What Jesus didn’t do here is scandalous. Jesus didn’t tell the prostitute that she should “go and sin no more.” Jesus didn’t send her to a good synagogue, put her in a discipleship group or teach her Scripture. He simply told the prostitute that she was forgiven. The prostitute didn’t have an agenda. Neither did Jesus.
Gigi Graham, Billy Graham’s daughter, once told me that she had given up trying to fix people because she wasn’t very successful at it anyway. She said, “I’ve decided just to love people and let God worry about the rest.” I must have looked at her puzzled because then Gigi said, “And I asked my father about that and he said I was right.”
I don’t know where we got the idea that we are the world’s mother and I’m more guilty of that than most. I have a bunch of political, social, moral and religious agendas…and I think they’re right and good. But when I bring those agendas to the table, the excluded run in the opposite direction. We’ll never become friends. And worse than that, they’ll never meet Jesus whose agendas are quite different from our own. “For my thoughts are not your thoughts, neither are your ways my ways, declares the Lord” (Isaiah 55:8).
You have to get out of the way and watch what God does.
Let me show you something new. Simon the Pharisee became a Christian.
Luke wrote that Simon thought—but did not say—that if Jesus were a prophet, he would have known that the woman was a prostitute. But then Jesus answered Simon’s thoughts, not his words. “And Jesus answering said to him, ‘Simon, I have something to say to you.’ And he answered, ‘Say it, Teacher’” (Luke 7:39-40).
How did Luke find out about that? Jesus obviously doesn’t go around revealing what we think to others. I would suggest that the only way Luke could have gotten that was from Simon himself…and the only reason Simon would have said it was because it was a part of his testimony, his witness. He would say, “Let me tell you about Jesus. One time he read my thoughts and then he taught me about grace.”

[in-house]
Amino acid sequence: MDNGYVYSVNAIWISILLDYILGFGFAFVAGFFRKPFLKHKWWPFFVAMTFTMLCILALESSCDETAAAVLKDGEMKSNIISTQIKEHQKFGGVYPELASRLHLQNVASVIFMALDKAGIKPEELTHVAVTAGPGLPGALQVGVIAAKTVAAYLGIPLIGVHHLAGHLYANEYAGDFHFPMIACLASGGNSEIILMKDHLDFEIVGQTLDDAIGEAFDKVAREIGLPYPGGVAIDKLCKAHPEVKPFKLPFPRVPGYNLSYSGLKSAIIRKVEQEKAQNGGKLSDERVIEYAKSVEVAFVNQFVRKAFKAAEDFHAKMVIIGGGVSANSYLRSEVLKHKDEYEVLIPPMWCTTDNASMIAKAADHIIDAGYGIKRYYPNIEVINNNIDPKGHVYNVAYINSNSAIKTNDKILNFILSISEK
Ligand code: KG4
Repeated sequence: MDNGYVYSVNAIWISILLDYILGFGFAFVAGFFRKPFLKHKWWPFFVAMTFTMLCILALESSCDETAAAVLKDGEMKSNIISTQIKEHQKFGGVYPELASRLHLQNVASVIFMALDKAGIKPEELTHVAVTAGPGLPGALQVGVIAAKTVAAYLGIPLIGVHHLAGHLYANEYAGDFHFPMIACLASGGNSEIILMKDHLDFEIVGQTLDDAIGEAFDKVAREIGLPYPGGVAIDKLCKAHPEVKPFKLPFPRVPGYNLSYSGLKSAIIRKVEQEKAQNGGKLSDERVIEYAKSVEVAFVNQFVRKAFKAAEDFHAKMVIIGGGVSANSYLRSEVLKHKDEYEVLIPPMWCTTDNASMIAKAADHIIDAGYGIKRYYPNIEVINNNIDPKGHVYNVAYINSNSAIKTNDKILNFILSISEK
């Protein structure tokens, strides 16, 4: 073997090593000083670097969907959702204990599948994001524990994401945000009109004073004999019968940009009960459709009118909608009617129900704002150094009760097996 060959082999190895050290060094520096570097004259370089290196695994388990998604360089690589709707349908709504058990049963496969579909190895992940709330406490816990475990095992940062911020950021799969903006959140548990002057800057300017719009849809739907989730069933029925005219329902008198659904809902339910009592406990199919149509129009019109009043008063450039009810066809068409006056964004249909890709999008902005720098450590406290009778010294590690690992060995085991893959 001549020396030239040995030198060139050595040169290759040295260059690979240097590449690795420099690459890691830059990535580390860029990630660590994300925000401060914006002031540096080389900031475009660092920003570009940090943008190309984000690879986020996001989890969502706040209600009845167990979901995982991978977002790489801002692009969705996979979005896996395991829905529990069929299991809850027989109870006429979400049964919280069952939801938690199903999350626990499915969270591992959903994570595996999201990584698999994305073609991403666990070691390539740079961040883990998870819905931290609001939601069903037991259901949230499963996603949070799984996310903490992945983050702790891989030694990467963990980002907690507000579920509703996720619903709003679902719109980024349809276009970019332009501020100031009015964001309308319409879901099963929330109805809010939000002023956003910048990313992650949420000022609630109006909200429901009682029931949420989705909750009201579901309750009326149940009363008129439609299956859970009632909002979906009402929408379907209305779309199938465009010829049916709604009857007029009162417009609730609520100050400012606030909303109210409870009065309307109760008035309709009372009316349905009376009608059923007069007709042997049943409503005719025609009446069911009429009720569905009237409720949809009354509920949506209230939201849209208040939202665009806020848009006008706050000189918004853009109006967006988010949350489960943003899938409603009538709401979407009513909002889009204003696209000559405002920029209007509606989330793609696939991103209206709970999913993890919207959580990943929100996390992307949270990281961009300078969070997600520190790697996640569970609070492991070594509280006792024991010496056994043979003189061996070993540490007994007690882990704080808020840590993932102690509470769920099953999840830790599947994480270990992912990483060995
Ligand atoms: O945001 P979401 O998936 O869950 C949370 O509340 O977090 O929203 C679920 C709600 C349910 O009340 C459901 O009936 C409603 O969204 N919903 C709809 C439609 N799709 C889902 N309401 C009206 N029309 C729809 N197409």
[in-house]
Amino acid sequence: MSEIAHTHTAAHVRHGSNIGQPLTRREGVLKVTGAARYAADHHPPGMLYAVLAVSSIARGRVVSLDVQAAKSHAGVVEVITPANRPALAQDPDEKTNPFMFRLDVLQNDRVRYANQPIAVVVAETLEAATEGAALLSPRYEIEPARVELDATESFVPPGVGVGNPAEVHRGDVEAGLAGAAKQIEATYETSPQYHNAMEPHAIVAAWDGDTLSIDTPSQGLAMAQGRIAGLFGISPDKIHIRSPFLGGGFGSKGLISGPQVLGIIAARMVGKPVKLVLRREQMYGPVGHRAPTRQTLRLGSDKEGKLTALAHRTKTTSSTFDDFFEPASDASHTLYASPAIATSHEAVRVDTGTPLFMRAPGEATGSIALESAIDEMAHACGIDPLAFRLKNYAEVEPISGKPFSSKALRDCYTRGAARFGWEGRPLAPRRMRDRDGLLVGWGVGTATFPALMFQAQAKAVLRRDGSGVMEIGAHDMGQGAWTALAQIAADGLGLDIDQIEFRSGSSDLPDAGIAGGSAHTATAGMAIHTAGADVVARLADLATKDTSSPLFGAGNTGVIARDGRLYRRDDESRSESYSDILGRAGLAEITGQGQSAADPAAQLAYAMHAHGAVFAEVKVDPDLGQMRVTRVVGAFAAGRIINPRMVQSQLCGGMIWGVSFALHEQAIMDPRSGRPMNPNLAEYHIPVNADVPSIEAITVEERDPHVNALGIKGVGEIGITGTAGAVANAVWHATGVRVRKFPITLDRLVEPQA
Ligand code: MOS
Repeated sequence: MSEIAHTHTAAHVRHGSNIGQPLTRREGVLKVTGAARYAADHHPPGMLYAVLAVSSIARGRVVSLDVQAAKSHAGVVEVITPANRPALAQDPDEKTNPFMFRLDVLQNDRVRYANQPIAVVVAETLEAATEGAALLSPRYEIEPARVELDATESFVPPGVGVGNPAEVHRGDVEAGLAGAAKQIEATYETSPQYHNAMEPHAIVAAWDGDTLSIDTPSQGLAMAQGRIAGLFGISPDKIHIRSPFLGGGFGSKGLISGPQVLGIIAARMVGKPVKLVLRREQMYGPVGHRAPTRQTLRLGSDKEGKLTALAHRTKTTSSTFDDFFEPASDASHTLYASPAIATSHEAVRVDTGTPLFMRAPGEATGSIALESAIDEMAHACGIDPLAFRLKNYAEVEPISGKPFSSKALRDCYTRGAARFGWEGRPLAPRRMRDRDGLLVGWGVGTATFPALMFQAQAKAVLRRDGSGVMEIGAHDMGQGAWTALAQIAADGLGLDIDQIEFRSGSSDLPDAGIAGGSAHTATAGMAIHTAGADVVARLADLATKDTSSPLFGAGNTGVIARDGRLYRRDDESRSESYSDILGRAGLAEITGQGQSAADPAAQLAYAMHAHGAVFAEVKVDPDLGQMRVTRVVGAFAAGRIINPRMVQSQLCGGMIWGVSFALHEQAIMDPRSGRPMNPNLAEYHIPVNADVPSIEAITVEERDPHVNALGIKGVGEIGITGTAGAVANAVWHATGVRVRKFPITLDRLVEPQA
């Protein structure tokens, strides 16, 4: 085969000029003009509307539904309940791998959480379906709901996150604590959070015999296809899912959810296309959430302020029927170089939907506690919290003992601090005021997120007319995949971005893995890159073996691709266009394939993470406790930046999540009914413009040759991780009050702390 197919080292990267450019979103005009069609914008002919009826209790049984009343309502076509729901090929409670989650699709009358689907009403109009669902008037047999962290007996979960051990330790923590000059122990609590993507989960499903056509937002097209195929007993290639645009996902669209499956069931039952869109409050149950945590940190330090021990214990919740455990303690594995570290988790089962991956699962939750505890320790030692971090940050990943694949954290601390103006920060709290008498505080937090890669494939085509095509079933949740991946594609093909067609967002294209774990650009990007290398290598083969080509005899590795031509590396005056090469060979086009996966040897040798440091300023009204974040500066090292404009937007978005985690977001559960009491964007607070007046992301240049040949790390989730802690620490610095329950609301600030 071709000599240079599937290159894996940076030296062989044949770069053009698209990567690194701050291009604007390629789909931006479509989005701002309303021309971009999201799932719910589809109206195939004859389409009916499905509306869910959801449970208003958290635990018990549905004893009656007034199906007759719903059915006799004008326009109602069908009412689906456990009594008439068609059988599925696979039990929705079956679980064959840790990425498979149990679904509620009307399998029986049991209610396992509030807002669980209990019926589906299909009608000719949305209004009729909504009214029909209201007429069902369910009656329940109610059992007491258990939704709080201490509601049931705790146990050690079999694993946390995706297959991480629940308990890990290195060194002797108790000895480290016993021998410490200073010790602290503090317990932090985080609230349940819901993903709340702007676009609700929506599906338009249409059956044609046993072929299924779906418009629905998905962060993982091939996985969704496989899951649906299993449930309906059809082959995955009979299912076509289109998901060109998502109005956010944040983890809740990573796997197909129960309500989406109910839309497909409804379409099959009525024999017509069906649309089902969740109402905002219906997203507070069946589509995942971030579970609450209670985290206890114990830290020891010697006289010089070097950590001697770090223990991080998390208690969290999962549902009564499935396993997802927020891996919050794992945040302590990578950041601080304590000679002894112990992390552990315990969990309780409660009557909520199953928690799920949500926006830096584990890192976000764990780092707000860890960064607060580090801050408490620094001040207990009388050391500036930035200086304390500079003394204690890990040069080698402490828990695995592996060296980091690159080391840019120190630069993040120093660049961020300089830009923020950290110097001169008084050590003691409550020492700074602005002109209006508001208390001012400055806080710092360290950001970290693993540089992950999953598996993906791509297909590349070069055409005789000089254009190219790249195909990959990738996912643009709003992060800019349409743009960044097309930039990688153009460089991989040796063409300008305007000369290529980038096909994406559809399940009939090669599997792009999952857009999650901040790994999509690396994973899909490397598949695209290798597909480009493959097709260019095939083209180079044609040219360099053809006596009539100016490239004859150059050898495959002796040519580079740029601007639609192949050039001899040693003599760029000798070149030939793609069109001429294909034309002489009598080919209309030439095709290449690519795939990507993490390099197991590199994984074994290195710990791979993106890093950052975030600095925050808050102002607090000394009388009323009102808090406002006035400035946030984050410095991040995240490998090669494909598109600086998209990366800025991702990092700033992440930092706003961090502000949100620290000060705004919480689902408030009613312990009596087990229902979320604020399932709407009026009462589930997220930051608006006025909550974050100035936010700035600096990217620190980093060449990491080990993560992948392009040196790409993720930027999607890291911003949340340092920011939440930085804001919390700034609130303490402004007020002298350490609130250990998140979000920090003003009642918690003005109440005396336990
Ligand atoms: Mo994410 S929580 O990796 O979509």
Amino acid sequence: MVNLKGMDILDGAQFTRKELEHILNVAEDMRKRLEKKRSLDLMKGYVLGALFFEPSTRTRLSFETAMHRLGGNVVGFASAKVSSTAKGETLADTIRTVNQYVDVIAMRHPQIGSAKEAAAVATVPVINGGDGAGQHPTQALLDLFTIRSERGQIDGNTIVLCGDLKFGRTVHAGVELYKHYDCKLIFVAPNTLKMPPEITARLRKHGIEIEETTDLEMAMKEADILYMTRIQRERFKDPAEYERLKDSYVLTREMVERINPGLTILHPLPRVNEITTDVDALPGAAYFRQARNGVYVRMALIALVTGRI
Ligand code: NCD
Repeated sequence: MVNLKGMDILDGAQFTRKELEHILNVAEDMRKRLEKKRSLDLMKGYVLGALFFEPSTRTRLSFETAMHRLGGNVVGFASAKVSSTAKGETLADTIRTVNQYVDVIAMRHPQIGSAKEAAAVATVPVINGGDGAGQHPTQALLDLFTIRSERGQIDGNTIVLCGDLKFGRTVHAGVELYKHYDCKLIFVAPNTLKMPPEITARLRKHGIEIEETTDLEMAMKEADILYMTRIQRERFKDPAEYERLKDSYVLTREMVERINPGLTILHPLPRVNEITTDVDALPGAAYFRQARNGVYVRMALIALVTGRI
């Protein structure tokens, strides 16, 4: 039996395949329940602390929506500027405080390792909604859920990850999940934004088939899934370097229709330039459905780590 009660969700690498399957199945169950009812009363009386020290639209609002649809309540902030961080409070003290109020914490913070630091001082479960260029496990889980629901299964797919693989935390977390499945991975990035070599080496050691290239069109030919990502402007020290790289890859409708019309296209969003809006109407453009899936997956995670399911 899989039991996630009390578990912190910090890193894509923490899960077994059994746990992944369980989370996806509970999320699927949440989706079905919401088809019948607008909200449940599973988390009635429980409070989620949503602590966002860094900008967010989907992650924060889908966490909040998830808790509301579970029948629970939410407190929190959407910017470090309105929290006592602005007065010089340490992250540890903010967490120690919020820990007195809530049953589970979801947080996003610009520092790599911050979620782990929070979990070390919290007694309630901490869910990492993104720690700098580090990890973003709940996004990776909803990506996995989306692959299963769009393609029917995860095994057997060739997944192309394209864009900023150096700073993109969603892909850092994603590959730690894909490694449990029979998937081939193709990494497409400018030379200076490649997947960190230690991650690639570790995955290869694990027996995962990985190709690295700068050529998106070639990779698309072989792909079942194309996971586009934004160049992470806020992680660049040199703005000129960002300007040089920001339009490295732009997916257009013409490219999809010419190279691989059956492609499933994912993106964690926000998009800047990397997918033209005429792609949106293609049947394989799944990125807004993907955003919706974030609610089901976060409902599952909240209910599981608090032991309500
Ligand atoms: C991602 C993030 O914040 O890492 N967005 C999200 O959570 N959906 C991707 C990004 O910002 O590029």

A Christian is simply someone who has been loved and forgiven by Jesus. So how do we include the excluded? Let Jesus love you when you’re marginalized, when you’ve sinned and think that he’s through with you, when you struggle with doubts, when you’re lonely and afraid. Let Jesus love you when you question your very salvation. Once you’ve been sufficiently loved, go to some weird places, break some rules, and set aside some agendas…then get out of the way and watch what God does.
God will do some amazing things. He always does.
I’ve always felt on the outside looking in…
They were playing sandlot baseball and choosing teams. Everybody was picked and they were ready to play. I was left out…like always. Each time I would grin (actually sneer) and say that I didn’t care. But I did. It broke my heart.
But one day the team captain, one of the “cool guys,” noticed me. Maybe he just felt sorry for me. I don’t know. Just like all the other times, I expected to be ignored. But to my surprise he looked my way and said, “I want you.” I turned around, sure that he was talking to someone else. “Me?” I asked. “Yeah, you,” the team captain said, smiling. “What’s your name?”
I played baseball that day. I played hard and well…not in order to be chosen, but because I was already chosen.
Jesus did that for me too. He included me and I’ve never been the same.
Read more from Steve Brown here